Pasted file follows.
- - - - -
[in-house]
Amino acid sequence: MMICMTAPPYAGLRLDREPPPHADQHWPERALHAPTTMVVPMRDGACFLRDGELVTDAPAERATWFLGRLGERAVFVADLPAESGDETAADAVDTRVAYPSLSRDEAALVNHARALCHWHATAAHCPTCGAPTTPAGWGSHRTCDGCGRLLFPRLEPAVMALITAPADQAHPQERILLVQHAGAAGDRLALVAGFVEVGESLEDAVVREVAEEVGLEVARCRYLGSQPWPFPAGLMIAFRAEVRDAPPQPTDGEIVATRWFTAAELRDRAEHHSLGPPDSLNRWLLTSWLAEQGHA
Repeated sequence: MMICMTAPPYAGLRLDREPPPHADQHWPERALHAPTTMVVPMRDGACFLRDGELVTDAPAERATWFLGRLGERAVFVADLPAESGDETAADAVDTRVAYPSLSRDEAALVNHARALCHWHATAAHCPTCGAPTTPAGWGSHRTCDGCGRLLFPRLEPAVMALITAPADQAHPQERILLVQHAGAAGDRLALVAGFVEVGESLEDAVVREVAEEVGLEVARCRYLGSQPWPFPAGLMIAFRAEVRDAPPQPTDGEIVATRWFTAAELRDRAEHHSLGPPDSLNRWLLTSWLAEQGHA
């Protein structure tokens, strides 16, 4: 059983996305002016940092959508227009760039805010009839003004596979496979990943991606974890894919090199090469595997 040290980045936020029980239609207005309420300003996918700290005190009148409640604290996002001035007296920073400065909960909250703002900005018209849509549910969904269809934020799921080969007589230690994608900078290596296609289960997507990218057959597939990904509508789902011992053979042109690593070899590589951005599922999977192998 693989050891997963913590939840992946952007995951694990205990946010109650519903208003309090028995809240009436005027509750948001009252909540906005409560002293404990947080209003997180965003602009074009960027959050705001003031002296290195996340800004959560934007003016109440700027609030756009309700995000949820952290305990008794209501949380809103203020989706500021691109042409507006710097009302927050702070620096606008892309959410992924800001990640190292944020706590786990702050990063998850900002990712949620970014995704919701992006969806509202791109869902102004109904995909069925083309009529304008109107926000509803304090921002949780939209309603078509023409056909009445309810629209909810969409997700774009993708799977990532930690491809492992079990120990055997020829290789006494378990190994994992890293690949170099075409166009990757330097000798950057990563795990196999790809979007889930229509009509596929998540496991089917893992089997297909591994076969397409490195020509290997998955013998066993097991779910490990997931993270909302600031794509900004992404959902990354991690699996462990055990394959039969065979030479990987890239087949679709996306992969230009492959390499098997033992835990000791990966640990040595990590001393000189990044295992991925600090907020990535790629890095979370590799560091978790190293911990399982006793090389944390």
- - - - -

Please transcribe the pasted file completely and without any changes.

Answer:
[in-house]
Amino acid sequence: MMICMTAPPYAGLRLDREPPPHADQHWPERALHAPTTMVVPMRDGACFLRDGELVTDAPAERATWFLGRLGERAVFVADLPAESGDETAADAVDTRVAYPSLSRDEAALVNHARALCHWHATAAHCPTCGAPTTPAGWGSHRTCDGCGRLLFPRLEPAVMALITAPADQAHPQERILLVQHAGAAGDRLALVAGFVEVGESLEDAVVREVAEEVGLEVARCRYLGSQPWPFPAGLMIAFRAEVRDAPPQPTDGEIVATRWFTAAELRDRAEHHSLGPPDSLNRWLLTSWLAEQGHA
Repeated sequence: MMICMTAPPYAGLRLDREPPPHADQHWPERALHAPTTMVVPMRDGACFLRDGELVTDAPAERATWFLGRLGERAVFVADLPAESGDETAADAVDTRVAYPSLSRDEAALVNHARALCHWHATAAHCPTCGAPTTPAGWGSHRTCDGCGRLLFPRLEPAVMALITAPADQAHPQERILLVQHAGAAGDRLALVAGFVEVGESLEDAVVREVAEEVGLEVARCRYLGSQPWPFPAGLMIAFRAEVRDAPPQPTDGEIVATRWFTAAELRDRAEHHSLGPPDSLNRWLLTSWLAEQGHA
């Protein structure tokens, strides 16, 4: 059983996305002016940092959508227009760039805010009839003004596979496979990943991606974890894919090199090469595997 040290980045936020029980239609207005309420300003996918700290005190009148409640604290996002001035007296920073400065909960909250703002900005018209849509549910969904269809934020799921080969007589230690994608900078290596296609289960997507990218057959597939990904509508789902011992053979042109690593070899590589951005599922999977192998 693989050891997963913590939840992946952007995951694990205990946010109650519903208003309090028995809240009436005027509750948001009252909540906005409560002293404990947080209003997180965003602009074009960027959050705001003031002296290195996340800004959560934007003016109440700027609030756009309700995000949820952290305990008794209501949380809103203020989706500021691109042409507006710097009302927050702070620096606008892309959410992924800001990640190292944020706590786990702050990063998850900002990712949620970014995704919701992006969806509202791109869902102004109904995909069925083309009529304008109107926000509803304090921002949780939209309603078509023409056909009445309810629209909810969409997700774009993708799977990532930690491809492992079990120990055997020829290789006494378990190994994992890293690949170099075409166009990757330097000798950057990563795990196999790809979007889930229509009509596929998540496991089917893992089997297909591994076969397409490195020509290997998955013998066993097991779910490990997931993270909302600031794509900004992404959902990354991690699996462990055990394959039969065979030479990987890239087949679709996306992969230009492959390499098997033992835990000791990966640990040595990590001393000189990044295992991925600090907020990535790629890095979370590799560091978790190293911990399982006793090389944390």